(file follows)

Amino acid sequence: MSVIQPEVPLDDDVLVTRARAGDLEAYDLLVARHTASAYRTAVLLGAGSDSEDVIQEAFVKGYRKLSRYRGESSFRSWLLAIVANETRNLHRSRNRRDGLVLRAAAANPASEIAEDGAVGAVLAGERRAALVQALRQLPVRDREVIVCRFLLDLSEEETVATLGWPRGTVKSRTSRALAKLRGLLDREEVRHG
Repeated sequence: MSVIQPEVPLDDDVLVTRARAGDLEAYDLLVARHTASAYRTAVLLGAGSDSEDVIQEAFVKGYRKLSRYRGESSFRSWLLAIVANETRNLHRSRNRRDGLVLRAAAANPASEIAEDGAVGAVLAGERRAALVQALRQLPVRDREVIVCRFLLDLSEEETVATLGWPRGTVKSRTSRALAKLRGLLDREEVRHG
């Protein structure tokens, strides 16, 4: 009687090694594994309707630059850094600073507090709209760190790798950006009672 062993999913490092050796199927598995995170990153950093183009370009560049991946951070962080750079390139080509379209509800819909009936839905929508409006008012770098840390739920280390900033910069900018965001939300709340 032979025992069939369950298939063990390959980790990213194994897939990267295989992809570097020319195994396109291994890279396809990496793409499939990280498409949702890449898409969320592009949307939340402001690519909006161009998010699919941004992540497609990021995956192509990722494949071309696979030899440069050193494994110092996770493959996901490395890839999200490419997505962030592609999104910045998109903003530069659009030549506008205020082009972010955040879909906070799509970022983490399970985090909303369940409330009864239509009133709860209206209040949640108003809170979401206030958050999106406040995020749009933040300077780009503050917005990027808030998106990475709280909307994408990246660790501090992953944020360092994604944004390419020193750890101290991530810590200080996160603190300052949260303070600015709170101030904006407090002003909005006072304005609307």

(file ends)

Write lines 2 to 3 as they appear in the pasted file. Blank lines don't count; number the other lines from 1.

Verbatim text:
Repeated sequence: MSVIQPEVPLDDDVLVTRARAGDLEAYDLLVARHTASAYRTAVLLGAGSDSEDVIQEAFVKGYRKLSRYRGESSFRSWLLAIVANETRNLHRSRNRRDGLVLRAAAANPASEIAEDGAVGAVLAGERRAALVQALRQLPVRDREVIVCRFLLDLSEEETVATLGWPRGTVKSRTSRALAKLRGLLDREEVRHG
């Protein structure tokens, strides 16, 4: 009687090694594994309707630059850094600073507090709209760190790798950006009672 062993999913490092050796199927598995995170990153950093183009370009560049991946951070962080750079390139080509379209509800819909009936839905929508409006008012770098840390739920280390900033910069900018965001939300709340 032979025992069939369950298939063990390959980790990213194994897939990267295989992809570097020319195994396109291994890279396809990496793409499939990280498409949702890449898409969320592009949307939340402001690519909006161009998010699919941004992540497609990021995956192509990722494949071309696979030899440069050193494994110092996770493959996901490395890839999200490419997505962030592609999104910045998109903003530069659009030549506008205020082009972010955040879909906070799509970022983490399970985090909303369940409330009864239509009133709860209206209040949640108003809170979401206030958050999106406040995020749009933040300077780009503050917005990027808030998106990475709280909307994408990246660790501090992953944020360092994604944004390419020193750890101290991530810590200080996160603190300052949260303070600015709170101030904006407090002003909005006072304005609307």